obvious knee flexion contracture. Today it is recognized as a result of experience gained that all orthoses should be fit high enough to control the knee. This is logical if the bi-articular nature of the gastrocnemious muscle is recognized. If the knee is left uncontrolled and if the posterior structures of the ankle are stretched, then flexion of the knee will ensue. Metal outriggers have been fit to various orthoses when severe deformity precluded developing proper corrective moments about the joints. The epoxy resin used originally to fabricate the subtalar pivot has recently been replaced with methylmethacrylate acrylic resin. Not only is this new material* easier to work with, it is minimally heat sensitive, and thus the possibility of overheating the area about the pivot during fabrication, and thus destroying it, is eliminated.
The concept of using a low grade corrective force for a protracted period of time is, of course, not new. In his book Orthopedic Appliances (1939, reprinted 1963), Dr. Henry H. Jordan credits F. Mommsen with introducing the concept in relation to the Quengel cast in 1922. In his discussion of the Quengel cast (an early example of what has since come to be recognized as fracture bracing, albeit not for fractures) Dr. Jordan states:
"It was offered as a method of correcting a contracture over a long period of time, using subliminal forces which act uninterruptedly but which are not so pronounced as to cause pain and muscle spasm. The chief obstacle to the correction of contractures consists in reflex spasm to the muscles involved." (Page 21, 2nd Ed.)
In Denmark and other regions of Scandinavia, a device similar in some respects to the LSU Lively Orthosis is used for correction of congenital clubfoot deformity. Designed at the Orthopedic Hospital of Copenhagen, it consists of a series of modular fitting elements that encompass the foot and knee. Adjustable linkages for alignment of the ankle and subtalar axes are provided, as well as rubber straps to exert corrective forces. In addition, the foot component is articulated and fit with an elastic strap for correction of forefoot adduction.
In contrast to the Lively Orthosis, the knee is held at 90° of flexion in the OHC design. In the treatment of an infant with congenital clubfoot and no neuromuscular disease, this is logical and desirable, for it permits a more secure grip of the infant's short chubby leg. In the older person with neuromuscular involvement and the concomitant risk of contracture, it seems much more logical to hold the knee as straight as possible.
In an article published in 1965,5 George A. Pollock of Edinborough, Scotland, described an AFO for nightwear similar in some respects to the LSU Lively Orthosis. Examination of the photographs (Fig. 2 ) reveals an orthosis of metal with a boot on a sole plate and a single posterior upright.
The upright is articulated so as to permit free plantar-flexion/dorsiflexion and adjustment for inversion and eversion. Inelastic leather straps run from the toe of the sole plate to the calf band.
INDICATIONS AND CONTRAINDICATIONS
- Prophylactically to prevent contractures of the foot and ankle
- To correct contractures of the foot and ankle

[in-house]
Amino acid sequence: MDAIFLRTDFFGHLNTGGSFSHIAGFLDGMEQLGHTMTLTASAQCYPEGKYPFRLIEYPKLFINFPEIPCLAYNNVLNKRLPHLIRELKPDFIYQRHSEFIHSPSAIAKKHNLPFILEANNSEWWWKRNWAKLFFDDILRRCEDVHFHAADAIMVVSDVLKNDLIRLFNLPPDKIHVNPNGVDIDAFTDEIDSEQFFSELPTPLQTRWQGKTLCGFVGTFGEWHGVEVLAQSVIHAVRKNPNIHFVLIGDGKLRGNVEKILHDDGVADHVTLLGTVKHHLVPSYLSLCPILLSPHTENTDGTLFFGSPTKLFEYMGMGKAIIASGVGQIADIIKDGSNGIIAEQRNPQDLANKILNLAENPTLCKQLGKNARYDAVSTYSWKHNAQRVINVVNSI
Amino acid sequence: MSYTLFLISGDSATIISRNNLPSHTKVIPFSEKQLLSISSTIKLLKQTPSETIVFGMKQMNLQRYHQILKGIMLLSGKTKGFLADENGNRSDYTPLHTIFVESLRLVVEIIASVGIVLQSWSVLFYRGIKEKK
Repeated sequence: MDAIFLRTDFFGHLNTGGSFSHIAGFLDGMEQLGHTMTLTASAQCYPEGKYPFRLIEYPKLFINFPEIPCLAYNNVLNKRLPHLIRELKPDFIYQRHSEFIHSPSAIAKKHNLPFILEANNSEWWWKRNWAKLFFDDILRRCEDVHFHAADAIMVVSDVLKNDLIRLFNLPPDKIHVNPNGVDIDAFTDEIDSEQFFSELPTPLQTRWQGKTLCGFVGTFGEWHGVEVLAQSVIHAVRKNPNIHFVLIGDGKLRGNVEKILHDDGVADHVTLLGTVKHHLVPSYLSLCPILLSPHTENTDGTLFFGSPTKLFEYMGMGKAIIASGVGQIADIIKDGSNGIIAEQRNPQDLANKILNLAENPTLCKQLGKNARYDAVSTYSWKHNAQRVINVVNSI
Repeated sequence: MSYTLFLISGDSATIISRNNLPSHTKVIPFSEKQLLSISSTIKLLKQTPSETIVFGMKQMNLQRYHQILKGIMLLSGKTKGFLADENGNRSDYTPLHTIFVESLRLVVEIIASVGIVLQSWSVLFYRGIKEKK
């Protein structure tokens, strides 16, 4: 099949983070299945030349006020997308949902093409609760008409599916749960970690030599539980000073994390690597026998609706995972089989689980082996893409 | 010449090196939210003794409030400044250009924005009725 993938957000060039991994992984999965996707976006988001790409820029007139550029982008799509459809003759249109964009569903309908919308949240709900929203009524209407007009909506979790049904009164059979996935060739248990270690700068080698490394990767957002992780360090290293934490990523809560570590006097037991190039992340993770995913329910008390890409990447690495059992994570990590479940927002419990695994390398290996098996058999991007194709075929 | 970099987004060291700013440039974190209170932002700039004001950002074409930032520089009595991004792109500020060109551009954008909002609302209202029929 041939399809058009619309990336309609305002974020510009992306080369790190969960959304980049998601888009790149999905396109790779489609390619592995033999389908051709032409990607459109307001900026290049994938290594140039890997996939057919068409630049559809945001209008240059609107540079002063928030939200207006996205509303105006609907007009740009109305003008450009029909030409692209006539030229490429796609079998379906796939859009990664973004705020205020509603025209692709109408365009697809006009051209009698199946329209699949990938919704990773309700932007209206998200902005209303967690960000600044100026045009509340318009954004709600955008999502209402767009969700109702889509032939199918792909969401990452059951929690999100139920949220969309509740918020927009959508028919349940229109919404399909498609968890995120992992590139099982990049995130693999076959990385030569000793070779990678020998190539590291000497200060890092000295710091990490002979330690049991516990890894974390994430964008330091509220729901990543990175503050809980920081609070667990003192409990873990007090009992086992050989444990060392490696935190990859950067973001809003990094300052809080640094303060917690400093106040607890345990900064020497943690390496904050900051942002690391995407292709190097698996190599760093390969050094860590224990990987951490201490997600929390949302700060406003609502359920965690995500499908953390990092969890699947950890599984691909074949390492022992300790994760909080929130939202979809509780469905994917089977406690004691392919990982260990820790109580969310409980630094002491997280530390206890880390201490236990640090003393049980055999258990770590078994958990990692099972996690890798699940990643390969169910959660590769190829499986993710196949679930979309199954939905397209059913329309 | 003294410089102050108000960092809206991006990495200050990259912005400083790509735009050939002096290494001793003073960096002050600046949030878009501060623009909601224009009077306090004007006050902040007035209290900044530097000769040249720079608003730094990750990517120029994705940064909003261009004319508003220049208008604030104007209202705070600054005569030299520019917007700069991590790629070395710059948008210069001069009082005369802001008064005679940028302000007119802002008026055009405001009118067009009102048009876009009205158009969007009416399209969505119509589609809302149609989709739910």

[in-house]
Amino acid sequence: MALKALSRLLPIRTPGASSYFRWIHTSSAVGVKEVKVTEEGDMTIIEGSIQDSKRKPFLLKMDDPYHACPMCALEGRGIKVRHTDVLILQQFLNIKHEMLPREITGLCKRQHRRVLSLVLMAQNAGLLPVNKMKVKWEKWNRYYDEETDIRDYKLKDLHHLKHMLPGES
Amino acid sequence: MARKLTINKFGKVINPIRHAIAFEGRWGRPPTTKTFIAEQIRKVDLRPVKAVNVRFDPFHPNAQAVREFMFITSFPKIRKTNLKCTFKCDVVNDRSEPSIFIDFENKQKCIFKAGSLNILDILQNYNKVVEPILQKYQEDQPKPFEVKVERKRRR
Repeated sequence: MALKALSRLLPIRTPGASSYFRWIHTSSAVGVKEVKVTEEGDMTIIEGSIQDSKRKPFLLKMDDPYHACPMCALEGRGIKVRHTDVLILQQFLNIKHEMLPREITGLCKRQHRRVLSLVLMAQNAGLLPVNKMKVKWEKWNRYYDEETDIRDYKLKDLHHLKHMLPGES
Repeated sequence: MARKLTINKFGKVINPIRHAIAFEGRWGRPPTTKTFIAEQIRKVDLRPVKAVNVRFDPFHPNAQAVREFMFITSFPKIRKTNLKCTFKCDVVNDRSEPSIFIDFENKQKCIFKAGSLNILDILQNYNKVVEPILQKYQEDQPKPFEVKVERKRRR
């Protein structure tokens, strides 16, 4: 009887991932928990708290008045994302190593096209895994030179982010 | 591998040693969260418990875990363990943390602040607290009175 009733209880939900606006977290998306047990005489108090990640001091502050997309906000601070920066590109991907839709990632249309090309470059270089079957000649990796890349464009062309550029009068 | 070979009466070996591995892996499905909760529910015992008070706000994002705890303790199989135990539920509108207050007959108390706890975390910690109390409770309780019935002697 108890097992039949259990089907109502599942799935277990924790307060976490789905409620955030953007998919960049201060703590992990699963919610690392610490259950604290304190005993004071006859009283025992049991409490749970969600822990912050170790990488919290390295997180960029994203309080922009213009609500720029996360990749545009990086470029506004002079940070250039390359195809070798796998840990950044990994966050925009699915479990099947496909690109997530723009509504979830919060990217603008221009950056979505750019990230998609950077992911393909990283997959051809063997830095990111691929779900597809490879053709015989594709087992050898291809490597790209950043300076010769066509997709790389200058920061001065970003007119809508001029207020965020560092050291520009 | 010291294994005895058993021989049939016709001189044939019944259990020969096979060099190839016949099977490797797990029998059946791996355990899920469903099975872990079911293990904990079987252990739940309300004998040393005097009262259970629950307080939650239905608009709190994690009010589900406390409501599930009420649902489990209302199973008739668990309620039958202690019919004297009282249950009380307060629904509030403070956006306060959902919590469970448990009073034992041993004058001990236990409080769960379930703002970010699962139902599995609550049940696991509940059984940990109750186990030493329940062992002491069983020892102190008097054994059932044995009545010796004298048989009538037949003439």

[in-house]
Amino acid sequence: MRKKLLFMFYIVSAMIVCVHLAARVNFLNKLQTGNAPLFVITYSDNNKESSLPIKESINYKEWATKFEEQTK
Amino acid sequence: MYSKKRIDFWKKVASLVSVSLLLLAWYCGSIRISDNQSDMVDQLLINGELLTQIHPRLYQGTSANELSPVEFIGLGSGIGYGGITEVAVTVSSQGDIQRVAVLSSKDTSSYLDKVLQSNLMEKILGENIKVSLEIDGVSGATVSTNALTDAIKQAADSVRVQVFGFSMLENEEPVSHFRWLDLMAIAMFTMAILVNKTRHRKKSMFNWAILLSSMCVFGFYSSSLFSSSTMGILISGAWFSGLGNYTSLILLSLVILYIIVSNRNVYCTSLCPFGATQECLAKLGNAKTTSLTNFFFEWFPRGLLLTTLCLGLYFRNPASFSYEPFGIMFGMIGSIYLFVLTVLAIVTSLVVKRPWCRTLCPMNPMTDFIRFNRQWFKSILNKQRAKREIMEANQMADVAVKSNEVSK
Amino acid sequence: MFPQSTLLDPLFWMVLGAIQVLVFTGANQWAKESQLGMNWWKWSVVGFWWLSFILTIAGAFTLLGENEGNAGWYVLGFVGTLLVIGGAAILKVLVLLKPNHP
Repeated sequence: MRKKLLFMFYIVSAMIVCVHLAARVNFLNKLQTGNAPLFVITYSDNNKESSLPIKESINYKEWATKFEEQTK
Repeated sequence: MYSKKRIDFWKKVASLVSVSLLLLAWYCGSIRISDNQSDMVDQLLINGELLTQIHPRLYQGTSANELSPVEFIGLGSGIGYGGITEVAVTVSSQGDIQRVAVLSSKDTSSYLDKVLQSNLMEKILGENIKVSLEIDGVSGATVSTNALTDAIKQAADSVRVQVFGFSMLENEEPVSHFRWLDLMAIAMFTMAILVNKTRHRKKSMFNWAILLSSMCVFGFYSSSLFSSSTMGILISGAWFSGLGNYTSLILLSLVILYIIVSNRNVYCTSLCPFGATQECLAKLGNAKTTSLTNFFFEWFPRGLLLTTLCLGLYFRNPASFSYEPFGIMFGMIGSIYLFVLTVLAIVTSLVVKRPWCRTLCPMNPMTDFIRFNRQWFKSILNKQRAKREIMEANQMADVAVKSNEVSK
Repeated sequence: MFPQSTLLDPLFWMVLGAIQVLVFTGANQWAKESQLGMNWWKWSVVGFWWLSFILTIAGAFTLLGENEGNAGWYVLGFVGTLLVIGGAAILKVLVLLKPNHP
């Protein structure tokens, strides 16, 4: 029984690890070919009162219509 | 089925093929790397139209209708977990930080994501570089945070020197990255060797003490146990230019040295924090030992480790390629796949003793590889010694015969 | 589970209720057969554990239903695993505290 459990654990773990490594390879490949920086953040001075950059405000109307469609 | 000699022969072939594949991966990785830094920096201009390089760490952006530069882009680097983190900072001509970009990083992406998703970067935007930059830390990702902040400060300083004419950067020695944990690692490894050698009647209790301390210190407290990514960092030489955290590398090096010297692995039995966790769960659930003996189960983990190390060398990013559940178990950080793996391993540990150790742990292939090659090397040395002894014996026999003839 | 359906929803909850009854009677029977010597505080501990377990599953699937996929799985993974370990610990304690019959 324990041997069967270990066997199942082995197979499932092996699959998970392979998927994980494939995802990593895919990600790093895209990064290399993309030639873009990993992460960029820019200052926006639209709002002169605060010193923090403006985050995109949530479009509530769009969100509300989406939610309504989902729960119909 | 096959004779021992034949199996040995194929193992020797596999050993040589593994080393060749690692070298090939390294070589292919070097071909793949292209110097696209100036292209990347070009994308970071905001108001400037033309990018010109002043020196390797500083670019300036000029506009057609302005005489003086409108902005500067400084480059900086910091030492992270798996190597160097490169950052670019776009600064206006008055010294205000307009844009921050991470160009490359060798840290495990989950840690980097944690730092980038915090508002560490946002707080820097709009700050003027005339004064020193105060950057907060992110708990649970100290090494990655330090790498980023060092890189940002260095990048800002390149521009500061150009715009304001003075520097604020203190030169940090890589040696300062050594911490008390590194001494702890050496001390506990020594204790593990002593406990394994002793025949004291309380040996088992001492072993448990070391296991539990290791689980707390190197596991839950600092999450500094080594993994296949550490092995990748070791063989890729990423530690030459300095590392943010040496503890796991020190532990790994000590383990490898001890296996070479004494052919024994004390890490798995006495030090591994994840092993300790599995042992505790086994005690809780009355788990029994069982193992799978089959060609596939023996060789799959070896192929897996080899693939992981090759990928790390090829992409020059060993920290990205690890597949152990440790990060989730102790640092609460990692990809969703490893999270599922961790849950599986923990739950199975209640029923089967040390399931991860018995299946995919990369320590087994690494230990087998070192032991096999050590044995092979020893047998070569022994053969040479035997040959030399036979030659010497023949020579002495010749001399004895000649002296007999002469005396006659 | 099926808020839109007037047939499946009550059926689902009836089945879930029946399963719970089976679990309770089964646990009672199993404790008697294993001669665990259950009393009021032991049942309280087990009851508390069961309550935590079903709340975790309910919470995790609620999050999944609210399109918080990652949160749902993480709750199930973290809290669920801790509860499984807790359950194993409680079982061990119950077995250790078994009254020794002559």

- Maintenance of correction gained from surgery
- Secondarily, treatment of knee flexion contractures associated with the above.
Treatment of contractures associated with such neuromuscular conditions as:
- Spina Bifida
- Muscular Dystrophy
- Spinal Cord Injury
- Multiple Sclerosis
- Cerebral Palsy
- Soft tissue contractures of the foot and ankle (secondary involvement of the knee)
- Absent or mild spasticity
- Good prognosis for ambulation
- Cooperative patient
- Intelligent cooperation by well motivated family members or nursing staff
- Boney involvement
- Severe spasticity
- Poor prognosis for ambulation
- Uncooperative patient
- Parents or others caring for the patient who seem to be disinterested in his prognosis and unable to cope with his present daily needs.
As should be obvious by now, this orthosis works very gradually, even imperceptibly, over a long period of time. It thus demands frequent, careful, progressive adjustment, and periodic skin care by whomever is caring for the patient. If such other conditions as severe mental retardation preclude any hope of ambulation or if sufficient commitment to the patient's future cannot be mustered, then the effort of fitting him with the orthoses might as well not be made.
The need for periodic progressive adjustments and hygiene make the need for intelligent, willing cooperation imperative on the parents' or nursing staff's part. Moreover, it should be borne in mind that the orthosis should never exert forces strong enough to cause pain and rejection of the orthosis. The parents, whatever their anxiety or compensation for feelings of guilt, should understand this and be specifically enjoined not to attempt to achieve too much correction too soon. In light of the subliminal forces exerted and even with reasonable care, anesthetic skin should also be considered a contraindication.
The patient's leg is cast in the usual fashion with plaster bandage to a point near the perineum and a length of rubber tubing is used along the anterior surface to facilitate removal of the cast. Before wrapping the leg, the leg and foot are examined for malalignment and the amount of correction that can be obtained is noted. The leg and foot are held in as near a normal position as possible until the plaster has hardened. The plaster cast is removed and filled in the usual manner. In addition to the normal relief for boney prominences, a flared edge is built on the posterior, medial, and lateral aspects of the thigh in the general vicinity of the proximal one-third. There should be approximately 1"-1 1/2" clearance between the perineum and the proximal edge of the orthosis.